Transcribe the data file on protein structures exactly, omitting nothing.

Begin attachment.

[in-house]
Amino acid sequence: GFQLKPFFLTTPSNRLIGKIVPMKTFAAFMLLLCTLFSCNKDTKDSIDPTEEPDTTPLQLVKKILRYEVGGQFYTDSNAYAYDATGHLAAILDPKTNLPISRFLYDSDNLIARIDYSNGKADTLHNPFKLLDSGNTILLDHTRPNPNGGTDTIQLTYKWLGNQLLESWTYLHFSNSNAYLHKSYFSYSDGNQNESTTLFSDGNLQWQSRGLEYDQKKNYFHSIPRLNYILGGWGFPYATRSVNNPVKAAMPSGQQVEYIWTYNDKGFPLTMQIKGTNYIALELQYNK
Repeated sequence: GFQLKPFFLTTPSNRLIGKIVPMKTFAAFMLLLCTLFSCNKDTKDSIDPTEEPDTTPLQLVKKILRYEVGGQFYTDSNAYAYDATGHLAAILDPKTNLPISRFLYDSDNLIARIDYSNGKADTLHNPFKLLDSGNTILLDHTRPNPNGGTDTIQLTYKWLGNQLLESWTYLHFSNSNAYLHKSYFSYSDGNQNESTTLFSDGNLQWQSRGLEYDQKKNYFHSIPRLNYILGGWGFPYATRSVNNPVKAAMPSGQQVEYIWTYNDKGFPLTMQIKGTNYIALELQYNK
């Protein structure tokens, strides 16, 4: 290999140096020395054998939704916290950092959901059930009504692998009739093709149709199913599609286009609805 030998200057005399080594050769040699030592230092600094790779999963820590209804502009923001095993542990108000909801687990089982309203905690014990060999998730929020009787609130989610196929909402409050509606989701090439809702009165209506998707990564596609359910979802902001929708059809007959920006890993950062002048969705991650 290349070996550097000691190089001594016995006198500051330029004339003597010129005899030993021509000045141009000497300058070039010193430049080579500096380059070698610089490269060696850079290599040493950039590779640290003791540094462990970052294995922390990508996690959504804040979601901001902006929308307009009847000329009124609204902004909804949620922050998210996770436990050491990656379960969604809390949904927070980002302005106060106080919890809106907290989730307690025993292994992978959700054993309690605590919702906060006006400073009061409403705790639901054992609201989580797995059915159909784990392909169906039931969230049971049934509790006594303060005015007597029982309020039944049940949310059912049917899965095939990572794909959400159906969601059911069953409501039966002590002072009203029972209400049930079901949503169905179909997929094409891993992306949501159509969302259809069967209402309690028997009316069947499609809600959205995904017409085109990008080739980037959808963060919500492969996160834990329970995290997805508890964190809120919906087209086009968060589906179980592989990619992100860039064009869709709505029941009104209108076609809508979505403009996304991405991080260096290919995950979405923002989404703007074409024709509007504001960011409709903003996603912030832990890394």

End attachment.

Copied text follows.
[in-house]
Amino acid sequence: GFQLKPFFLTTPSNRLIGKIVPMKTFAAFMLLLCTLFSCNKDTKDSIDPTEEPDTTPLQLVKKILRYEVGGQFYTDSNAYAYDATGHLAAILDPKTNLPISRFLYDSDNLIARIDYSNGKADTLHNPFKLLDSGNTILLDHTRPNPNGGTDTIQLTYKWLGNQLLESWTYLHFSNSNAYLHKSYFSYSDGNQNESTTLFSDGNLQWQSRGLEYDQKKNYFHSIPRLNYILGGWGFPYATRSVNNPVKAAMPSGQQVEYIWTYNDKGFPLTMQIKGTNYIALELQYNK
Repeated sequence: GFQLKPFFLTTPSNRLIGKIVPMKTFAAFMLLLCTLFSCNKDTKDSIDPTEEPDTTPLQLVKKILRYEVGGQFYTDSNAYAYDATGHLAAILDPKTNLPISRFLYDSDNLIARIDYSNGKADTLHNPFKLLDSGNTILLDHTRPNPNGGTDTIQLTYKWLGNQLLESWTYLHFSNSNAYLHKSYFSYSDGNQNESTTLFSDGNLQWQSRGLEYDQKKNYFHSIPRLNYILGGWGFPYATRSVNNPVKAAMPSGQQVEYIWTYNDKGFPLTMQIKGTNYIALELQYNK
């Protein structure tokens, strides 16, 4: 290999140096020395054998939704916290950092959901059930009504692998009739093709149709199913599609286009609805 030998200057005399080594050769040699030592230092600094790779999963820590209804502009923001095993542990108000909801687990089982309203905690014990060999998730929020009787609130989610196929909402409050509606989701090439809702009165209506998707990564596609359910979802902001929708059809007959920006890993950062002048969705991650 290349070996550097000691190089001594016995006198500051330029004339003597010129005899030993021509000045141009000497300058070039010193430049080579500096380059070698610089490269060696850079290599040493950039590779640290003791540094462990970052294995922390990508996690959504804040979601901001902006929308307009009847000329009124609204902004909804949620922050998210996770436990050491990656379960969604809390949904927070980002302005106060106080919890809106907290989730307690025993292994992978959700054993309690605590919702906060006006400073009061409403705790639901054992609201989580797995059915159909784990392909169906039931969230049971049934509790006594303060005015007597029982309020039944049940949310059912049917899965095939990572794909959400159906969601059911069953409501039966002590002072009203029972209400049930079901949503169905179909997929094409891993992306949501159509969302259809069967209402309690028997009316069947499609809600959205995904017409085109990008080739980037959808963060919500492969996160834990329970995290997805508890964190809120919906087209086009968060589906179980592989990619992100860039064009869709709505029941009104209108076609809508979505403009996304991405991080260096290919995950979405923002989404703007074409024709509007504001960011409709903003996603912030832990890394």